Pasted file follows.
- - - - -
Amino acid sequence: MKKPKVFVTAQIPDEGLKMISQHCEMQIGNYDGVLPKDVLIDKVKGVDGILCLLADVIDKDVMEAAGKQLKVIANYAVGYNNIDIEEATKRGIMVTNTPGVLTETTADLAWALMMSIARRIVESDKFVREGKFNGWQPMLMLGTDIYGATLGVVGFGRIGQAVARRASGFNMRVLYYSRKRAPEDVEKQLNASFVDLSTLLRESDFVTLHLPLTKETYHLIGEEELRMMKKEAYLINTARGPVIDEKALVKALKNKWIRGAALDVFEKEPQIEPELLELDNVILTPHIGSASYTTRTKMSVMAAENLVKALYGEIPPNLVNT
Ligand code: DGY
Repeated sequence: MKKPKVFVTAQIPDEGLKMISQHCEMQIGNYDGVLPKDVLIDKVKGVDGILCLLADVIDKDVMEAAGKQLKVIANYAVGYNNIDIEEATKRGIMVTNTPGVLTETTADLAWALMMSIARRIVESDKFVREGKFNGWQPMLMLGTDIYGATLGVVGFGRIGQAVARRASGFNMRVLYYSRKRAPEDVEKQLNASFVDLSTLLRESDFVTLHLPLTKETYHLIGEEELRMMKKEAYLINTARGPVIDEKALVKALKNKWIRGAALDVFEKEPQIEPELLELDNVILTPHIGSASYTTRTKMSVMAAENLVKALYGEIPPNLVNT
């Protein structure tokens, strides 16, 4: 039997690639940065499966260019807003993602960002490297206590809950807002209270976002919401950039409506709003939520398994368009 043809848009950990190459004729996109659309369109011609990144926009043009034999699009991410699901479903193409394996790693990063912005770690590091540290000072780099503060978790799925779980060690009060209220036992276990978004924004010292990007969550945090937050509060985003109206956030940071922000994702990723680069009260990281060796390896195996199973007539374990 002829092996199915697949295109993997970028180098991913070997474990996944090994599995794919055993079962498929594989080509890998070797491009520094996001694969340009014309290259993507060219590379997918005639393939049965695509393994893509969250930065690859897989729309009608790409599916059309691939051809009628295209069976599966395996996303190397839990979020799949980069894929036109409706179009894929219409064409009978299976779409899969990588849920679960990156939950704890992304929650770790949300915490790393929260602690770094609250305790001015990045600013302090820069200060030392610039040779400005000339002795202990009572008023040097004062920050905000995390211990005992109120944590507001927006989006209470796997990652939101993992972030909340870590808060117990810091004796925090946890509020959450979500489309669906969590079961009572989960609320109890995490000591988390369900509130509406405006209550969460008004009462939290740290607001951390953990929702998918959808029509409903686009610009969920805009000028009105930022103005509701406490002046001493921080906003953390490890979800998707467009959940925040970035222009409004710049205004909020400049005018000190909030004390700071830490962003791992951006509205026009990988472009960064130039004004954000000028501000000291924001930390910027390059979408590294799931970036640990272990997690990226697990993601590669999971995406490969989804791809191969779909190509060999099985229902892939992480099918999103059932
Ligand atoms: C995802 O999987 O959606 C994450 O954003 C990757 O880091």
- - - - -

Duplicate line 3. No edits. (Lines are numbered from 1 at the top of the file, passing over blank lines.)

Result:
Repeated sequence: MKKPKVFVTAQIPDEGLKMISQHCEMQIGNYDGVLPKDVLIDKVKGVDGILCLLADVIDKDVMEAAGKQLKVIANYAVGYNNIDIEEATKRGIMVTNTPGVLTETTADLAWALMMSIARRIVESDKFVREGKFNGWQPMLMLGTDIYGATLGVVGFGRIGQAVARRASGFNMRVLYYSRKRAPEDVEKQLNASFVDLSTLLRESDFVTLHLPLTKETYHLIGEEELRMMKKEAYLINTARGPVIDEKALVKALKNKWIRGAALDVFEKEPQIEPELLELDNVILTPHIGSASYTTRTKMSVMAAENLVKALYGEIPPNLVNT